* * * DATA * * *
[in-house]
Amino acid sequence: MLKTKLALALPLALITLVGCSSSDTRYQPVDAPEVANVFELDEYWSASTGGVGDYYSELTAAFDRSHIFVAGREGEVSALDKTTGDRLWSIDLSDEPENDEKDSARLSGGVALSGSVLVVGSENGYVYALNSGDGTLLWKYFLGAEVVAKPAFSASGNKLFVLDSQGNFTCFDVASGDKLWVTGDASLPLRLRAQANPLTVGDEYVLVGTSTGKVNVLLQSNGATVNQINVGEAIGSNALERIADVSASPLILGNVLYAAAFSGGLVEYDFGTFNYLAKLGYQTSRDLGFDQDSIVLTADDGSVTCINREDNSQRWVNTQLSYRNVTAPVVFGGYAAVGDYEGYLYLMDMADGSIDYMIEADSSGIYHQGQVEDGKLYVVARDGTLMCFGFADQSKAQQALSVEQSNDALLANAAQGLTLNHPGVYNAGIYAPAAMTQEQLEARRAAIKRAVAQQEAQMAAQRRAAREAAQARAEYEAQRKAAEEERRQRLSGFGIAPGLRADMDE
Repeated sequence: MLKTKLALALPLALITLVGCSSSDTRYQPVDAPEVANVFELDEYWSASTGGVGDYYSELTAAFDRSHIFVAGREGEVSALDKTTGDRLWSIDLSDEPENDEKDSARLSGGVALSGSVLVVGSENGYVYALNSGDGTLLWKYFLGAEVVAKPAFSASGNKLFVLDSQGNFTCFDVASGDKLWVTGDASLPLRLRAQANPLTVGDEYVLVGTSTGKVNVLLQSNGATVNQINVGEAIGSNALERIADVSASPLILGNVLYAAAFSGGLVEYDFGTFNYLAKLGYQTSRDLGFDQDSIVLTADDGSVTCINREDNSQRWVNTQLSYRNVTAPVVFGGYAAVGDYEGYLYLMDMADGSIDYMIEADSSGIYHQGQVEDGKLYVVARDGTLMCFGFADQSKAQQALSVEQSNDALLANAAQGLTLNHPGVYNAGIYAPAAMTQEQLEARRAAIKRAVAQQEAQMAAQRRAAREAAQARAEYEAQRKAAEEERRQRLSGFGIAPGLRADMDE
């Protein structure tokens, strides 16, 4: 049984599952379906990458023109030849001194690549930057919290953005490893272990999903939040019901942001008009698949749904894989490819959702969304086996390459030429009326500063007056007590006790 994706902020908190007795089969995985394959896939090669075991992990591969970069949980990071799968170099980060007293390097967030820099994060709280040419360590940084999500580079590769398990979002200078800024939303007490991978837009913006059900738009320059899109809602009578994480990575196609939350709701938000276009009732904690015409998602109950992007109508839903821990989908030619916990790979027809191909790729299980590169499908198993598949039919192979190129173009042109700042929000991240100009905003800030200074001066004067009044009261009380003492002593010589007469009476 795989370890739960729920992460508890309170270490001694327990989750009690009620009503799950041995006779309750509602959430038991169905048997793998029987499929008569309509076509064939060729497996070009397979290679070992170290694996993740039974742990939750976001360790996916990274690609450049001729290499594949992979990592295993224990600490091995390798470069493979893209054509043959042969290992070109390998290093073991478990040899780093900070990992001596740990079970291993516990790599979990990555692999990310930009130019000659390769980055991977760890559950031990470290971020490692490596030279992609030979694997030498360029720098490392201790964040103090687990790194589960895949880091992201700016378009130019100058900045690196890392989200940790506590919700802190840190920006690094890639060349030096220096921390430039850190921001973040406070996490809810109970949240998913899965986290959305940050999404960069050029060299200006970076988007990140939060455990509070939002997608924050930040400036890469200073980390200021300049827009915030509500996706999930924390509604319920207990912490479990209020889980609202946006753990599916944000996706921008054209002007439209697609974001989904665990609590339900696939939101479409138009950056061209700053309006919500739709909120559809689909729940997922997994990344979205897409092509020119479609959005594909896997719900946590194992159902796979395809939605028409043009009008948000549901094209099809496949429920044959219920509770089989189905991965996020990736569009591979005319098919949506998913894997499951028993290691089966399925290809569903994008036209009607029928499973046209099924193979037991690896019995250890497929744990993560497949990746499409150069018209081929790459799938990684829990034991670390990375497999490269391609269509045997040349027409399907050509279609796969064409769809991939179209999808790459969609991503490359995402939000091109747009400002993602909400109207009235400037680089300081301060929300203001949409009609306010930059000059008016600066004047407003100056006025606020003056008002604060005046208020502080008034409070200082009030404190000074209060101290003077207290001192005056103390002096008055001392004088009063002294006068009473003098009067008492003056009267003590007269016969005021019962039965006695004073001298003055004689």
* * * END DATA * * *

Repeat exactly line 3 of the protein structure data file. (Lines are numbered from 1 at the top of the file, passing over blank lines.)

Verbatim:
Repeated sequence: MLKTKLALALPLALITLVGCSSSDTRYQPVDAPEVANVFELDEYWSASTGGVGDYYSELTAAFDRSHIFVAGREGEVSALDKTTGDRLWSIDLSDEPENDEKDSARLSGGVALSGSVLVVGSENGYVYALNSGDGTLLWKYFLGAEVVAKPAFSASGNKLFVLDSQGNFTCFDVASGDKLWVTGDASLPLRLRAQANPLTVGDEYVLVGTSTGKVNVLLQSNGATVNQINVGEAIGSNALERIADVSASPLILGNVLYAAAFSGGLVEYDFGTFNYLAKLGYQTSRDLGFDQDSIVLTADDGSVTCINREDNSQRWVNTQLSYRNVTAPVVFGGYAAVGDYEGYLYLMDMADGSIDYMIEADSSGIYHQGQVEDGKLYVVARDGTLMCFGFADQSKAQQALSVEQSNDALLANAAQGLTLNHPGVYNAGIYAPAAMTQEQLEARRAAIKRAVAQQEAQMAAQRRAAREAAQARAEYEAQRKAAEEERRQRLSGFGIAPGLRADMDE